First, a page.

Every financial decision you make may impact your credit score and your ability to get a job, loan, credit cards, basic utilities, and services, even renting an apartment or leasing a car. Good financial choices help lenders and businesses see you as low-risk. You'll be more likely to receive financial opportunities, including higher credit limits and lower interest rates.
Credit scores change. If you've never had credit or made financial mistakes, wise decisions and responsible actions, over time, will lead to a positive credit report and financial benefits.
Are you wondering how to establish credit that will improve your credit score and report? Here are some tips:
Build credit history that benefits you:
The length of your credit history is a key factor in determining your credit score
Lenders assume you don't plan to live within your means when you apply for a lot of credit in a short period of time
Open store charge card or credit cards to build credit
Pay your balance in full each month or keep your balance low. If you don't qualify for a store charge card or credit card:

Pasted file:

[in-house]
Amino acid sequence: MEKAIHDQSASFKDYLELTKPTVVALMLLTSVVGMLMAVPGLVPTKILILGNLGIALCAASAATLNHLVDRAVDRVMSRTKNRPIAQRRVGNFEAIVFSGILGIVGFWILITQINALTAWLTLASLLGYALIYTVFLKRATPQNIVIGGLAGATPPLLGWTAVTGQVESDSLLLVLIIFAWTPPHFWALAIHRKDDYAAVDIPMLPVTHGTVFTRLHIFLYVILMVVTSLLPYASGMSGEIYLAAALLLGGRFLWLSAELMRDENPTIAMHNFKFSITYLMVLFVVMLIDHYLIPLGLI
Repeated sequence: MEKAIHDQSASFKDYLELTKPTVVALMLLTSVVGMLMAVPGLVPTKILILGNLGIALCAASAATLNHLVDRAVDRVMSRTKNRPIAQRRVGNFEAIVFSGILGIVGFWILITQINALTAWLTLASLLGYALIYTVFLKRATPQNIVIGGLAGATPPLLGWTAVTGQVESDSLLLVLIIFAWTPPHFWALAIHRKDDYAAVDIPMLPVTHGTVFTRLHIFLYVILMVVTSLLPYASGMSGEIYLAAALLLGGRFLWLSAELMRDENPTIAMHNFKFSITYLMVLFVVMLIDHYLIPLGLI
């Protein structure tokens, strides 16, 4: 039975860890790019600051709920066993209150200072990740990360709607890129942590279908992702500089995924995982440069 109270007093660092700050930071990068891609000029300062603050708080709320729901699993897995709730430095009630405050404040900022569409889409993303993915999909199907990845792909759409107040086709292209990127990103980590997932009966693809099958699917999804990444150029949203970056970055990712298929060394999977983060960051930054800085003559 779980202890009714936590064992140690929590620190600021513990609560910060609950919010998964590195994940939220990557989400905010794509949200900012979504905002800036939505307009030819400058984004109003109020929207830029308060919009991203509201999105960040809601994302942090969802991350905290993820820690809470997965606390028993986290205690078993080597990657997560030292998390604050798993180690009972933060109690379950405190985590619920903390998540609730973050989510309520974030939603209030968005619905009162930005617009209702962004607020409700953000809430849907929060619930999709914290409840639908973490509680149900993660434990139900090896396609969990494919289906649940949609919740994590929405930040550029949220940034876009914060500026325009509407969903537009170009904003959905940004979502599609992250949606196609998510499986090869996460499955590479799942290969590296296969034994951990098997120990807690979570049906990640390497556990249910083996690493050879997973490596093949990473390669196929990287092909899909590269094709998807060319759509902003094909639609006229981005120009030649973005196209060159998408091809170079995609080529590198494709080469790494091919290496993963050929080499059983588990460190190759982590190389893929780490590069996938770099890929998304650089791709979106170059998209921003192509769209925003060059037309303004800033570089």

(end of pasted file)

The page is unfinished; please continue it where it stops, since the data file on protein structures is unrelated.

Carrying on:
- Open a secured credit card. It may allow you to use your money to establish a credit history. (For example, you contribute $300 to the card; your credit limit is $300.) Before opening a secured credit card, confirm your payment history will be reported to the major credit reporting agencies and consider fees, interest rates and the consequences of default1
- Have someone cosign your account or installment loan
- Ask a family member or friend about becoming an authorized user on one of their accounts. Credit activity on the shared account may be reported in the primary cardholder's name and may be reported in the authorized user's name. Check with the issuer to confirm whether they report authorized users to credit bureaus. Use caution. Poor decisions may affect both you and the primary account holder, and vice versa
- Don't abuse the privilege
It's easy to get in over your head. Make responsible decisions with your credit cards and loans
- Pay bills on time
All unpaid bills, including credit card, medical, cell phone, etc., will appear on your credit report and negatively impact your score
This article is for general informational purposes only. It is not intended to provide specific financial, investment, tax, legal, accounting, or other advice and should not be acted or relied upon without the advice of a professional advisor. A professional advisor will recommend action based on your personal circumstances and the most recent information available.
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